John Bridges: Mars Science Laboratory Blog

This blog is a record of my experiences and work during the Mars Science Laboratory mission, from the preparation, landing on August 5th 2012 Pacific Time, and onwards...

In addition to the blog, you can find some amazing videos and other content related to the mission, at:

John Bridges

17th December 2014 Sol 840

17th December 2014 Sol 840

Posted by jcb36 at Dec 17, 2014 03:05 PM |

I am at the American Geophysical Union Conference in San Francisco.  The big MSL news here is the publication of our discovery of methane in the martian atmosphere.  This was done with the Tunable Laser Spectrometer in SAM.  Samples of the atmosphere were let in to the spectrometer over a 20  month period.  This spectrometer uses infrared lasers and mirrors to measure the absorption of light by atmospheric gases.  From this methane CH4 is identified, even in very small quantities.  Totals reached about 7 parts per billion atmospheric molecules, which is hundred of times less than the Earth's atmosphere. However it raises one of the big questions of Mars exploration - if there is methane, is that a sign of past life?

You can read more about how the TLS works here:

My contribution with colleague Dr Susanne Schwenzer, to the methane work published in Science this week, is to check the composition of the rocks we drove over at the time of each methane analysis to see if there is any link to the methane releases.  There isnt so we have an unidentified source.

Methane can form in a variety of ways - one of them is the alteration of the mineral olivine.  I am talking about the alteration of the Gale rocks in one of the other AGU sessions. Its part of a paper that we have just got 'in press' at the Journal of Geophysical Research - the first UK-led paper on Mars Science Laboratory.  We show that a mixture of olivine and amorphous/glassy material altered as the sediments were buried and heated in a wet environment to form clay and magnetite - two of the minerals identified by CheMin.  This is helping to piece together how water interacted with the martian crust.

10th December 2014 Sol 833

10th December 2014 Sol 833

Posted by jcb36 at Dec 10, 2014 12:30 AM |

At Pahrump we are considering potential drill sites.  The heavy signs of veining and water will make for an interesting mineralogical and fluid composition study.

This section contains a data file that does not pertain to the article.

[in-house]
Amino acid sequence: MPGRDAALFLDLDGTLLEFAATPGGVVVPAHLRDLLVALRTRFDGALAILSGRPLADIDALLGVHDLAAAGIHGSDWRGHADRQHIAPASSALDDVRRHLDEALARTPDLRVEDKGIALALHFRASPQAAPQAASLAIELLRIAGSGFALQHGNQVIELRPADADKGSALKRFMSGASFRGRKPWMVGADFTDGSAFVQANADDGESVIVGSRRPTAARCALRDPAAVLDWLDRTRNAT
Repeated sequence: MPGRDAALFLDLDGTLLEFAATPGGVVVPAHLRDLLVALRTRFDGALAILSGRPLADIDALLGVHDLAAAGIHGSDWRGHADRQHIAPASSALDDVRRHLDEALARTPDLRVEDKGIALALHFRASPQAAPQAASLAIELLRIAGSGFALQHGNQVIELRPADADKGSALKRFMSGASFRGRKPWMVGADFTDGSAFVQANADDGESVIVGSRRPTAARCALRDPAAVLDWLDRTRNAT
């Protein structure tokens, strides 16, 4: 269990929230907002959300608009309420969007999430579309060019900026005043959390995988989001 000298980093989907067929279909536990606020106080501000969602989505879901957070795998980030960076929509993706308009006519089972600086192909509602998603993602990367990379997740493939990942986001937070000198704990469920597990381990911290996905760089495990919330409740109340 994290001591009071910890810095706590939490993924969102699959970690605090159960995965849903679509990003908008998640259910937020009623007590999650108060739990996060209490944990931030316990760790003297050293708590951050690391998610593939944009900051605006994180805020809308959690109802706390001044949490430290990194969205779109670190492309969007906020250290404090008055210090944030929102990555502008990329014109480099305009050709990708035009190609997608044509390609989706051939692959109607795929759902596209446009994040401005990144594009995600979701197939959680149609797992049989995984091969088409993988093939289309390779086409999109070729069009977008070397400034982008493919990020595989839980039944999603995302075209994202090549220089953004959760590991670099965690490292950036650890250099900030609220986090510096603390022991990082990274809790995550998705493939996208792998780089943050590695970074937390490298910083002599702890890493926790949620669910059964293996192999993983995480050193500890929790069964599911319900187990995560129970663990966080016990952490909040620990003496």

Meanwhile as a benchmark in the mission's progress there has been a public announcement about the Mt Sharp results, which includes the sediments we have been studying as we have drive around in Pahrump.  From the early sols of the misioin e.g. Hottah, Link localities we knew we had fluvial river depsits but the flat lying sediments and cross bedding suggest that Gale has also preserved lake deposts.

Looking at the classic Mars Global Surveyor wide angle view of Mars and its atmosphere you can see the heaviliy cratered surface of Mars.  Many craters have sediment mountains and signs of rivers.  So there were probably widespread lakes at this time on Mars' ~3.7 billion years ago.  An ocean on Mars used to seem implausible, but our ideas about Mars  are now evolving so rapidly that such theories will be revisited.

1st December 2014 Sol 825

1st December 2014 Sol 825

Posted by jcb36 at Dec 01, 2014 07:46 PM |

This NavCam image shows a dusty view of Mt Sharp and its layers.  It is a sign that we are very close to summer solstice again.  That occurs at a Solar Longitude (Ls) of 250 degrees, where Ls = 0 is the Spring Equinox in the northern hemisphere.  During southern summer on Mars, the south polar cap is relatively warm and so its CO2 is released into the atmosphere, with the thicker atmosphere able to carry more dust.

Not a good time for imaging the far distance.

25th November 2014 Sol 819

25th November 2014 Sol 819

Posted by jcb36 at Nov 25, 2014 03:58 PM |

We are continuing our detailed traverse around the Pahrump area. I will be Geo ScienceTheme Lead tomorrow and we aim to do more contact science.  The MastCam image is of Book Cliffs.  You can see the Dust Removal Tool area where we now have APXS compositional data.  The ridges in this sediment are clear signs of the passage of water from through cracks after the sediment was buried.  One of the significant points about this for understanding the history of water in Gale Crater is that there must have been a large amount of water passing through the sediment over a protracted period of time to create a relatively large mass of secondary minerals.

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